New teaching toolkits from the Love Food Hate Waste project are now available. Suitable for use across multiple disciplines, the three toolkits cover global, commercial and household food waste. More »
Interested in other sustainability issues?
Climate is the term given to the average weather conditions of a certain region, including temperature, rainfall, and wind. It is clear that our climate is changing, most likely to be caused by carbon pollution from human causes. The Australian Academy of Science supports the view that recent global warming is caused by unprecedented carbon dioxide levels in the atmosphere.
Featured News See more Climate news »
Featured Courses See more Climate courses »
International Sustainability Scholars
Swinburne University of Technology
TAFE NSW - Illawarra Institute
Tropical North Queensland TAFE
Featured Teaching Material See more Climate material »
Climate Teaching Resources
Climate Council Resources
The Climate Council was established in September 2013 to replace the former government funded Climate Commission. The Climate Council is an independent, non-profit organization, funded by donations from the public whose mission is to provide authoritative, expert information to the Australian public on climate change. Reports will be accompanied by a range of communications materials relevant to different audiences, videos, infographics, fact sheets, and other resources. The following reports are now available for download:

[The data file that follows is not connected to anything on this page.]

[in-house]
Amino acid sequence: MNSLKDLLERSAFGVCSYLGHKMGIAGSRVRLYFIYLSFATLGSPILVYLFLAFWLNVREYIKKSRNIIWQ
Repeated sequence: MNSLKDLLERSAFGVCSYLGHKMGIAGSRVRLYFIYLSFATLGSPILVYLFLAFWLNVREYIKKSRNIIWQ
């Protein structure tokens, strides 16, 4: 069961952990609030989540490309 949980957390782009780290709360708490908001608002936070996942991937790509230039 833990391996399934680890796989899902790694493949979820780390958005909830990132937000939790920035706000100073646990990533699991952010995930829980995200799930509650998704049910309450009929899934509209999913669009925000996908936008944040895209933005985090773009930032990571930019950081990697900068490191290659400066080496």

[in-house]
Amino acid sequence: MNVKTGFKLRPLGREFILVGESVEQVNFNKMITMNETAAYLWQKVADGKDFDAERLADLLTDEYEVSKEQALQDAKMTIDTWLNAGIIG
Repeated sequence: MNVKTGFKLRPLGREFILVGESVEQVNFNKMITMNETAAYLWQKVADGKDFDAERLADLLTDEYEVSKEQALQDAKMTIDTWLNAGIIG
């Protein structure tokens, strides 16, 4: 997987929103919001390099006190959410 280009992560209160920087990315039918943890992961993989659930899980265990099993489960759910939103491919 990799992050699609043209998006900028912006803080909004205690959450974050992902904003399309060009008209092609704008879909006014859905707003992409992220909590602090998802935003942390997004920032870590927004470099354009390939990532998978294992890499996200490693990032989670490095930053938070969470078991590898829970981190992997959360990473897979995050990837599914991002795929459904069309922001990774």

- Bushfire Report Report: Important information on bushfires and climate change.
- Climate Authority Draft Report: Climate Council’s summary of the new Climate Change Authority’s Draft Report.
- October Heat Report
Climate Change Funds - Governance and Accountability
Between 2010 and 2012 governments provided over US$30 billion to fund projects that help countries around the world to either adapt to or mitigate the impacts of climate change. Much of this financial support is channelled through global climate change funds. Taken together, these climate funds are a key weapon in the fight against climate change. But are they safe from corruption?
In five assessments, Transparency International (TI) examined the anti-corruption practices and internal accountability mechanisms of seven major climate funds: the Adaptation Fund, the two Climate Investment Fund Trust Funds, two of the Global Environment Facility’s Funds, the UN-REDD Programme and the Forest Carbon Partnership Facility (see table). By highlighting areas where governance should be improved to reduce corruption risks, the assessments aim to bolster the funds’ ability to deliver on their promise.
Read more at TI's website: Climate change funds: safe from corruption?
and download the currently available reports: